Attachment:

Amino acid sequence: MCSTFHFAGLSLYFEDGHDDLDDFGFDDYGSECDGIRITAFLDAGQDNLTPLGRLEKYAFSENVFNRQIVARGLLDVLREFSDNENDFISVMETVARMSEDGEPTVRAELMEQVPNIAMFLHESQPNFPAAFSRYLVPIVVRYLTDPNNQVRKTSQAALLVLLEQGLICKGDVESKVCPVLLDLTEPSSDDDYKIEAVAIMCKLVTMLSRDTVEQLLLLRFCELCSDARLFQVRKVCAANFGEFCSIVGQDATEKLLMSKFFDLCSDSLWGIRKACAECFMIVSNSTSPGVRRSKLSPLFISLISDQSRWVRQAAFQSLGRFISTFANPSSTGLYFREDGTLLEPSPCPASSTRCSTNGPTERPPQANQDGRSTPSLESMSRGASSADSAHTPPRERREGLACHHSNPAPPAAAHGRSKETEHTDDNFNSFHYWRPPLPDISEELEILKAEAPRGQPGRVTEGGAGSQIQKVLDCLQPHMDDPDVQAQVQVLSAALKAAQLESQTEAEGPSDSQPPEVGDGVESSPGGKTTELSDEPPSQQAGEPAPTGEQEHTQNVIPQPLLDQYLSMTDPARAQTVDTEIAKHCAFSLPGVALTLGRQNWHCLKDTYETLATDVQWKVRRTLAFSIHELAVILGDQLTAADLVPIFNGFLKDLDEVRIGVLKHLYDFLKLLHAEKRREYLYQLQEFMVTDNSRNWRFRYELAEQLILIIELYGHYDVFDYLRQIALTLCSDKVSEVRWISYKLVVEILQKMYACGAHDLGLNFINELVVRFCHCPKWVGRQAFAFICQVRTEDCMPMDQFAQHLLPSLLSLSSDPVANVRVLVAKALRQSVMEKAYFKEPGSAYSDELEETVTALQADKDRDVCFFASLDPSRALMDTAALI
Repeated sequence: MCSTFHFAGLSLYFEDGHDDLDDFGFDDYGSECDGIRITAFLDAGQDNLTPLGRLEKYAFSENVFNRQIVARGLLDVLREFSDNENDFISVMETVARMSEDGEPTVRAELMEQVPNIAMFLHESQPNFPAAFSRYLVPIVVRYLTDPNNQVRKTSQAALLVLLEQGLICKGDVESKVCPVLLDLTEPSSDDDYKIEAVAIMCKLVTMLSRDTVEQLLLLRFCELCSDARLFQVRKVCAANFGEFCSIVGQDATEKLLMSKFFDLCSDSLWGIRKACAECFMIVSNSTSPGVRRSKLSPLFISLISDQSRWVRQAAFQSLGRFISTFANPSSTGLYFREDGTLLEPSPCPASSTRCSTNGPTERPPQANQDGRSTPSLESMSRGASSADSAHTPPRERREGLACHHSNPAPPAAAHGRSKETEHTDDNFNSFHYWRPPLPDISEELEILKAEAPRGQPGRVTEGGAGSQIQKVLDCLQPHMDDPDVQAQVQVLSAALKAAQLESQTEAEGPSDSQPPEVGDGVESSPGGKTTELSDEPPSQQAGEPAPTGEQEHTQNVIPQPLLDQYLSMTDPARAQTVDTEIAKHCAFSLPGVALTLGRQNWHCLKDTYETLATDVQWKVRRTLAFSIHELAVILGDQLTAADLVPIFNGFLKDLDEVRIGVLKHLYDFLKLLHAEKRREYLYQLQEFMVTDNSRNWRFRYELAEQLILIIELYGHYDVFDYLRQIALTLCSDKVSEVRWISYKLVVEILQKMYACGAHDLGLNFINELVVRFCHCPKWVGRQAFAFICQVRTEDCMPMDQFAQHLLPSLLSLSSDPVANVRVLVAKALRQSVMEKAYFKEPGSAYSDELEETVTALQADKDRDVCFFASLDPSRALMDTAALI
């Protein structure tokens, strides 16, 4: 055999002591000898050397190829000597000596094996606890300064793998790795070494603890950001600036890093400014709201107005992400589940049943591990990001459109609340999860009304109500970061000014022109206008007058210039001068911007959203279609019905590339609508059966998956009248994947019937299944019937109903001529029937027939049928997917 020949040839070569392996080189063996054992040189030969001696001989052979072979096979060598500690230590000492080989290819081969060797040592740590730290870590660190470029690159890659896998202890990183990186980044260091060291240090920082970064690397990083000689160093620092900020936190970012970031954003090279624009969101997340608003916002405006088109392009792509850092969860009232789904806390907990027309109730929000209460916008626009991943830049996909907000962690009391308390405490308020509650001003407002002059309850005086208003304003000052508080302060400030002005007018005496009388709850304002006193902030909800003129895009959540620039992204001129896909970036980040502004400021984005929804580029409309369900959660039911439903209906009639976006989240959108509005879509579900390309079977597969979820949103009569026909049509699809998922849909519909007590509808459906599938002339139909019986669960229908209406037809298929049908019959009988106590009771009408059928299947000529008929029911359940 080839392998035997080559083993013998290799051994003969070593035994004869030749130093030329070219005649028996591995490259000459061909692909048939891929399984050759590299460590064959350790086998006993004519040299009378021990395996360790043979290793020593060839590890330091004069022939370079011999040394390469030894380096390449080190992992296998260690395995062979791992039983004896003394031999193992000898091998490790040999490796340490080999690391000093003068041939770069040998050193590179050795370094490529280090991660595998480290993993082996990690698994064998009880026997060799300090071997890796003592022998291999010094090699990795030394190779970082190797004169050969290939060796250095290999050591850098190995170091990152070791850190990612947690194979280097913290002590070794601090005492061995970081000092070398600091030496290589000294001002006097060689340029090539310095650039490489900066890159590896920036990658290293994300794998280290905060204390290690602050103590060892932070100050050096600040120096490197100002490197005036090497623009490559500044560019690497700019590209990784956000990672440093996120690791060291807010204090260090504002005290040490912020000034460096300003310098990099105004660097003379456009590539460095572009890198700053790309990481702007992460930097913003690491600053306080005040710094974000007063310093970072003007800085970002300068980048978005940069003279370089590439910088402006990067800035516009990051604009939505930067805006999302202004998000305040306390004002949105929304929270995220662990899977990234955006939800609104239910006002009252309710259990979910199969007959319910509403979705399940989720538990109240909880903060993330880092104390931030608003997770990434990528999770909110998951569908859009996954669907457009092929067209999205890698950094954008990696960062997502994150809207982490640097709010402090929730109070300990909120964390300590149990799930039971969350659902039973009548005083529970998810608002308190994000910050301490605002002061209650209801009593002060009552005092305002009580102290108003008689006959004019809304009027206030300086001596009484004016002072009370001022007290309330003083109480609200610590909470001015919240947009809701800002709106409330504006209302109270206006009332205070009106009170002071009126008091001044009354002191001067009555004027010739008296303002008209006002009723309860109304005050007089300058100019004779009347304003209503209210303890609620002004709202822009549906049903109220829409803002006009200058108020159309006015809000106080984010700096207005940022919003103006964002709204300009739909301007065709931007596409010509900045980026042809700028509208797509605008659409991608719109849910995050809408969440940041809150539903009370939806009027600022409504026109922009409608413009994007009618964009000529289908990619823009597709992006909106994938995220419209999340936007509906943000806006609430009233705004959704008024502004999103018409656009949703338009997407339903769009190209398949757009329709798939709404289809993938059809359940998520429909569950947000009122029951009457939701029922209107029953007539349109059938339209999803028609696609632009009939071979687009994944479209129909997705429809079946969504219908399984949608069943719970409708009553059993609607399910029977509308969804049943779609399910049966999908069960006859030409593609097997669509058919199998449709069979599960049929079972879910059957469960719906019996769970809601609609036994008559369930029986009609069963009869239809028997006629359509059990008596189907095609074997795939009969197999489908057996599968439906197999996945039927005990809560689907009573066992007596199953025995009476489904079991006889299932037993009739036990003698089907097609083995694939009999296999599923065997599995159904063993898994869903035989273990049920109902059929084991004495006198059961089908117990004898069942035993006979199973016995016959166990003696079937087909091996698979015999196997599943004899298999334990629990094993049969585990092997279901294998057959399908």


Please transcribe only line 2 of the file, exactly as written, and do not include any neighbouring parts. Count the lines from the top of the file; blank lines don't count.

Repeated sequence: MCSTFHFAGLSLYFEDGHDDLDDFGFDDYGSECDGIRITAFLDAGQDNLTPLGRLEKYAFSENVFNRQIVARGLLDVLREFSDNENDFISVMETVARMSEDGEPTVRAELMEQVPNIAMFLHESQPNFPAAFSRYLVPIVVRYLTDPNNQVRKTSQAALLVLLEQGLICKGDVESKVCPVLLDLTEPSSDDDYKIEAVAIMCKLVTMLSRDTVEQLLLLRFCELCSDARLFQVRKVCAANFGEFCSIVGQDATEKLLMSKFFDLCSDSLWGIRKACAECFMIVSNSTSPGVRRSKLSPLFISLISDQSRWVRQAAFQSLGRFISTFANPSSTGLYFREDGTLLEPSPCPASSTRCSTNGPTERPPQANQDGRSTPSLESMSRGASSADSAHTPPRERREGLACHHSNPAPPAAAHGRSKETEHTDDNFNSFHYWRPPLPDISEELEILKAEAPRGQPGRVTEGGAGSQIQKVLDCLQPHMDDPDVQAQVQVLSAALKAAQLESQTEAEGPSDSQPPEVGDGVESSPGGKTTELSDEPPSQQAGEPAPTGEQEHTQNVIPQPLLDQYLSMTDPARAQTVDTEIAKHCAFSLPGVALTLGRQNWHCLKDTYETLATDVQWKVRRTLAFSIHELAVILGDQLTAADLVPIFNGFLKDLDEVRIGVLKHLYDFLKLLHAEKRREYLYQLQEFMVTDNSRNWRFRYELAEQLILIIELYGHYDVFDYLRQIALTLCSDKVSEVRWISYKLVVEILQKMYACGAHDLGLNFINELVVRFCHCPKWVGRQAFAFICQVRTEDCMPMDQFAQHLLPSLLSLSSDPVANVRVLVAKALRQSVMEKAYFKEPGSAYSDELEETVTALQADKDRDVCFFASLDPSRALMDTAALI